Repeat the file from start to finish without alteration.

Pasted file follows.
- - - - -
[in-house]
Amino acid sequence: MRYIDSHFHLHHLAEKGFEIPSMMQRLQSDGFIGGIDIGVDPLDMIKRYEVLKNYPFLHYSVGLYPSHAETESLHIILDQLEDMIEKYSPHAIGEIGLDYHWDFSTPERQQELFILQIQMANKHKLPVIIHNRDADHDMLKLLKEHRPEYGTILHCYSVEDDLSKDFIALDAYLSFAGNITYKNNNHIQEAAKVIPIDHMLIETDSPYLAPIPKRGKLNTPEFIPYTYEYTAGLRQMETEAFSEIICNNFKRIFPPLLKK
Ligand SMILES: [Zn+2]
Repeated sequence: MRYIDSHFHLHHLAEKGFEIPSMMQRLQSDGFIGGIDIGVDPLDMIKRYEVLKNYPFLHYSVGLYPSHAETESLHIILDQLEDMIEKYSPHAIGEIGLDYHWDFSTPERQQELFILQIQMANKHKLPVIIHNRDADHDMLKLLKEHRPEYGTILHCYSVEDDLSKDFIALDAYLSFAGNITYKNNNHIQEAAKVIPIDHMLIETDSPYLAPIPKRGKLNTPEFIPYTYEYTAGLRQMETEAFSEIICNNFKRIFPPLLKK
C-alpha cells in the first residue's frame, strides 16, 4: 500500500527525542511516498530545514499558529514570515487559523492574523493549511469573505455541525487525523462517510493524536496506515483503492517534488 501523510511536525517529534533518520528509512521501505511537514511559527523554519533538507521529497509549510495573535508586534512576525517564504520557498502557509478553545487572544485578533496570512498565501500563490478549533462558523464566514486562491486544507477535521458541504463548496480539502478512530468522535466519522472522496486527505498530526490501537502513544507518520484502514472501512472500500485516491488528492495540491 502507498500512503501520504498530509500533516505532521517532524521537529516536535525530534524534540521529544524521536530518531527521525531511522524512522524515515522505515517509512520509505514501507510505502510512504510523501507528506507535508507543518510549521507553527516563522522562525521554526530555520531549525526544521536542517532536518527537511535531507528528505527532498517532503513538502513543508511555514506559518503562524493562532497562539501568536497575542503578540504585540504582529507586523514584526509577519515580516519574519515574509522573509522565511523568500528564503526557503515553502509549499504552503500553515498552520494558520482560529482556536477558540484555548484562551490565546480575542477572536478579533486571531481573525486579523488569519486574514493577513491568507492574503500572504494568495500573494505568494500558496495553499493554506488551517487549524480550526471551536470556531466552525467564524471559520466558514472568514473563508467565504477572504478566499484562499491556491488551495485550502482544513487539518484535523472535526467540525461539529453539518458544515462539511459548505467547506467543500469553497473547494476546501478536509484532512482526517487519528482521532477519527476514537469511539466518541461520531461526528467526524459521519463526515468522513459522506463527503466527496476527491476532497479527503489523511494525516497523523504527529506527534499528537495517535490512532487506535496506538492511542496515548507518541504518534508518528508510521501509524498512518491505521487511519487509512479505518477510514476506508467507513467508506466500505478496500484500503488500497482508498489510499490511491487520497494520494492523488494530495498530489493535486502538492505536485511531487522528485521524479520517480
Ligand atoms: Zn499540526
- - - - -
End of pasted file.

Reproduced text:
[in-house]
Amino acid sequence: MRYIDSHFHLHHLAEKGFEIPSMMQRLQSDGFIGGIDIGVDPLDMIKRYEVLKNYPFLHYSVGLYPSHAETESLHIILDQLEDMIEKYSPHAIGEIGLDYHWDFSTPERQQELFILQIQMANKHKLPVIIHNRDADHDMLKLLKEHRPEYGTILHCYSVEDDLSKDFIALDAYLSFAGNITYKNNNHIQEAAKVIPIDHMLIETDSPYLAPIPKRGKLNTPEFIPYTYEYTAGLRQMETEAFSEIICNNFKRIFPPLLKK
Ligand SMILES: [Zn+2]
Repeated sequence: MRYIDSHFHLHHLAEKGFEIPSMMQRLQSDGFIGGIDIGVDPLDMIKRYEVLKNYPFLHYSVGLYPSHAETESLHIILDQLEDMIEKYSPHAIGEIGLDYHWDFSTPERQQELFILQIQMANKHKLPVIIHNRDADHDMLKLLKEHRPEYGTILHCYSVEDDLSKDFIALDAYLSFAGNITYKNNNHIQEAAKVIPIDHMLIETDSPYLAPIPKRGKLNTPEFIPYTYEYTAGLRQMETEAFSEIICNNFKRIFPPLLKK
C-alpha cells in the first residue's frame, strides 16, 4: 500500500527525542511516498530545514499558529514570515487559523492574523493549511469573505455541525487525523462517510493524536496506515483503492517534488 501523510511536525517529534533518520528509512521501505511537514511559527523554519533538507521529497509549510495573535508586534512576525517564504520557498502557509478553545487572544485578533496570512498565501500563490478549533462558523464566514486562491486544507477535521458541504463548496480539502478512530468522535466519522472522496486527505498530526490501537502513544507518520484502514472501512472500500485516491488528492495540491 502507498500512503501520504498530509500533516505532521517532524521537529516536535525530534524534540521529544524521536530518531527521525531511522524512522524515515522505515517509512520509505514501507510505502510512504510523501507528506507535508507543518510549521507553527516563522522562525521554526530555520531549525526544521536542517532536518527537511535531507528528505527532498517532503513538502513543508511555514506559518503562524493562532497562539501568536497575542503578540504585540504582529507586523514584526509577519515580516519574519515574509522573509522565511523568500528564503526557503515553502509549499504552503500553515498552520494558520482560529482556536477558540484555548484562551490565546480575542477572536478579533486571531481573525486579523488569519486574514493577513491568507492574503500572504494568495500573494505568494500558496495553499493554506488551517487549524480550526471551536470556531466552525467564524471559520466558514472568514473563508467565504477572504478566499484562499491556491488551495485550502482544513487539518484535523472535526467540525461539529453539518458544515462539511459548505467547506467543500469553497473547494476546501478536509484532512482526517487519528482521532477519527476514537469511539466518541461520531461526528467526524459521519463526515468522513459522506463527503466527496476527491476532497479527503489523511494525516497523523504527529506527534499528537495517535490512532487506535496506538492511542496515548507518541504518534508518528508510521501509524498512518491505521487511519487509512479505518477510514476506508467507513467508506466500505478496500484500503488500497482508498489510499490511491487520497494520494492523488494530495498530489493535486502538492505536485511531487522528485521524479520517480
Ligand atoms: Zn499540526